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saying goodbye to Lola

Yesterday a very moving experience: a memorial event on Zoom for Lola, who died this year at 98 – my father’s cousin, a painter and jewellery maker, born in New York in 1922 two months before Dad. There were perhaps 40 of us, from Los Angeles to Tel Aviv, some of them family I know a bit and others not at all. A rabbi saying Kaddish in Hebrew brought tears to my eyes, that ancient language soft in his mouth. Some reminisced; I told them Lola meant New York to me, the place my father was exiled from by McCarthy, a huge family visited only once a year and gradually shrinking, until at the end there was only Lola, with the energy of a woman half her age. (I didn’t mention Cousin Ted, the other NYC relative I visit, since nobody there speaks to him or he to them.) 

“A culture junkie,” someone called Lola – museums, galleries, concerts, theatre, the latest books – she was up on them all. “Grow old in a city,” I said, “is one important lesson I learned from her.” Until last year, she was out and about, seeing, doing, devouring, criticizing, in typical New York fashion. 

Feb. 2018, our last visit. She was 97, still living alone in her rent-controlled art-filled studio on the Upper East Side. I’m wearing a gold and tourmaline ring she made. 

Afterward, Lola’s daughter’s daughter Becky, a beautiful young woman I’ve never met, texted that she hoped I’d come back to New York and get in touch with her. I’d love to, I said. New family. Means everything. Not sure when, tho’.

I just found a calendar I’d drawn up in January to organize my late winter travel: March 21, arrive Paris, stay with Lynn. March 25, EasyJet to Venice to meet Bruce. March 30, Trieste. April 2, Vienna. April 7, Budapest. Good Friday April 10, EasyJet to Paris. April 13, home.

Giant sigh. SIGH. In early March, it was clear Venice was out of the question. Lynn said, Come to Paris anyway, you can come back to Montpellier with me. And I considered it! It was March 10 before I cancelled. March 12 I taught my last classes, March 13 everything shut down.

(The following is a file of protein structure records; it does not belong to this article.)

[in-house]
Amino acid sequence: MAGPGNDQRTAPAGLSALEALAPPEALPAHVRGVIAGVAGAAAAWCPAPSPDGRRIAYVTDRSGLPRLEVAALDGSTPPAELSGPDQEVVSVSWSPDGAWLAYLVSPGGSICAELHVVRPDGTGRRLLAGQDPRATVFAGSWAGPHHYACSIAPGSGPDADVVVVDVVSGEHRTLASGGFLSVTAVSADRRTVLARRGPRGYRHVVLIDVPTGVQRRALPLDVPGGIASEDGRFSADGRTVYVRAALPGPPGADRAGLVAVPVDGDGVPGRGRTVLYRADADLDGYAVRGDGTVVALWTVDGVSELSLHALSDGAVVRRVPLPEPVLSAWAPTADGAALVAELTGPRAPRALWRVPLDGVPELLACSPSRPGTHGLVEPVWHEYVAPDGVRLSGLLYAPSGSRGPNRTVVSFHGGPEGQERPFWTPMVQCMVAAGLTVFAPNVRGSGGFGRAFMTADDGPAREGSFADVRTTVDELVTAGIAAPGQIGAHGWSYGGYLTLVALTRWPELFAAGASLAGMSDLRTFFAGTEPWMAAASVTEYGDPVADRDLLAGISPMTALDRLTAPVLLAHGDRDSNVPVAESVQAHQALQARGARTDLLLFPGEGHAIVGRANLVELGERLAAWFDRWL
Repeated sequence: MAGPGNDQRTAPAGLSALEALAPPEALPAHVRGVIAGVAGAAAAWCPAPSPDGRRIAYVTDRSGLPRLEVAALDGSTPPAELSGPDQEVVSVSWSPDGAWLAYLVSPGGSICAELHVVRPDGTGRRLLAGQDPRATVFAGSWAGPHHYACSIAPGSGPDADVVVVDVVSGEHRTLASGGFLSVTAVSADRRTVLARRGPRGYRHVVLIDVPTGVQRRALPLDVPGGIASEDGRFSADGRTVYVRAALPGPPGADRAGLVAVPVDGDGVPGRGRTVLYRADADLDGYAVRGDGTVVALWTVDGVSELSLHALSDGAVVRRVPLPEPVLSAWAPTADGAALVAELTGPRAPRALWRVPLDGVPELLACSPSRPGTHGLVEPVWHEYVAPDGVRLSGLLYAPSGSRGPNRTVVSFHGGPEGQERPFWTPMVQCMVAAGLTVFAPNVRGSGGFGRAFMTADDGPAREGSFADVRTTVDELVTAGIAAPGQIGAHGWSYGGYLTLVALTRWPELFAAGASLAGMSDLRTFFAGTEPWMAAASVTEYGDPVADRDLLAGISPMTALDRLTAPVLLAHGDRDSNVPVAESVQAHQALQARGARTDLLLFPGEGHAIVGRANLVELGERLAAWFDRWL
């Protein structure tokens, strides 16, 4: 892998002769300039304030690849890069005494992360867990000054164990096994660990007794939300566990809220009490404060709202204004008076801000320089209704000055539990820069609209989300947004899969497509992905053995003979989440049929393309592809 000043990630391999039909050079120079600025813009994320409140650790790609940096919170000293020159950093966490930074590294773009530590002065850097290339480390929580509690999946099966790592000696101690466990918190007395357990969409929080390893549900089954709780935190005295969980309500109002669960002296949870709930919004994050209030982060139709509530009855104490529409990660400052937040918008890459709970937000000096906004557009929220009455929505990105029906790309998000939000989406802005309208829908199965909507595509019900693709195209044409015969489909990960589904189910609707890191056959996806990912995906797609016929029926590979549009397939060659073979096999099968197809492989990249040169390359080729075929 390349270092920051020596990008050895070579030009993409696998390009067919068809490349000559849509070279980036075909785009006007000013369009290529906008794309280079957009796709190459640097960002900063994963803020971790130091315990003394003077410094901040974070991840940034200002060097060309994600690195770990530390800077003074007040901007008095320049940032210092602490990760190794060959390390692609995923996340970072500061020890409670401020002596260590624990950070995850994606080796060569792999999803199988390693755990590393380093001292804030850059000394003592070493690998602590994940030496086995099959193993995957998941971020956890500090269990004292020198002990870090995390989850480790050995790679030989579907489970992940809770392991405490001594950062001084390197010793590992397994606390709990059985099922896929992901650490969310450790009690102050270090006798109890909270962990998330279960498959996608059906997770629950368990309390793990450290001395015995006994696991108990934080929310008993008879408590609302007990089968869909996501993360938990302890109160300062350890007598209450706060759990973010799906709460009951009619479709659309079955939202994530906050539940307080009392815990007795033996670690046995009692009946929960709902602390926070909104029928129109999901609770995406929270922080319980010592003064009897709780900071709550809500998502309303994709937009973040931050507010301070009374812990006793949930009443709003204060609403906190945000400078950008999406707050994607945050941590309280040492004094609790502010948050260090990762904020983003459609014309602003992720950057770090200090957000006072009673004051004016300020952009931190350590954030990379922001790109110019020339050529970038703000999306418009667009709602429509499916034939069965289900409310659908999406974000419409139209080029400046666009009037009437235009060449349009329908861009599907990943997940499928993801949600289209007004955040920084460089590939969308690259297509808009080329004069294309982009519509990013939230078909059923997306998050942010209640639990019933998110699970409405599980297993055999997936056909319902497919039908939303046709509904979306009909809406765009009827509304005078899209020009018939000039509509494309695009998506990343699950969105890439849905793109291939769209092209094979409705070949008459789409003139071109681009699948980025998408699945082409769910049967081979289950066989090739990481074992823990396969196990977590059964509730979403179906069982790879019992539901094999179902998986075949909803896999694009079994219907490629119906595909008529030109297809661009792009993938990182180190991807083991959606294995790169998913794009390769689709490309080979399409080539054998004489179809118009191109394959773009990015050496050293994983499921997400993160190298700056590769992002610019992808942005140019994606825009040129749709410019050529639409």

Seems another world, doesn’t it? Hopping around the world. MINGLING. Hugging. Absorbing all those droplets spewing about us with nary a thought. 

And that was when Trump and his team had shown just a fraction of the vileness that was to come. As always, I try to explain things to my father who died in 1988, 32 years before Lola. But with the current world situation, I don’t think he wants to know. I’ll leave him blessedly ignorant. He’s up there arguing with Lola, and everyone else.

Watched some terrific TV on PBS last night – a doc on the alphabet, and another on social media and the mind. “Writing binds humanity together almost more than anything else,” said the doc. “It’s the most powerful idea humankind has had.” Could not agree more! 

And then another doc discussing “confirmation bias” – how we cherrypick evidence, shaping narratives of what we see to fit what we already believe. “We make decisions based on cognitive illusions, the world our mind creates.” They talked about the silos we all live in now, where we are right and “they” are evil. That a survey of young people in the States found a majority of them didn’t value living in a democracy and thought the military should take over the government.

Dad, please, don’t watch, don’t listen, these things would appall you. Rest in peace. And Lola – although peace was not something that interested you much – you too.

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About Beth

I began keeping a journal at the age of nine. Nearly fifty years later, I started this online journal, sharing reflections, reviews, updates, and the occasional secret.

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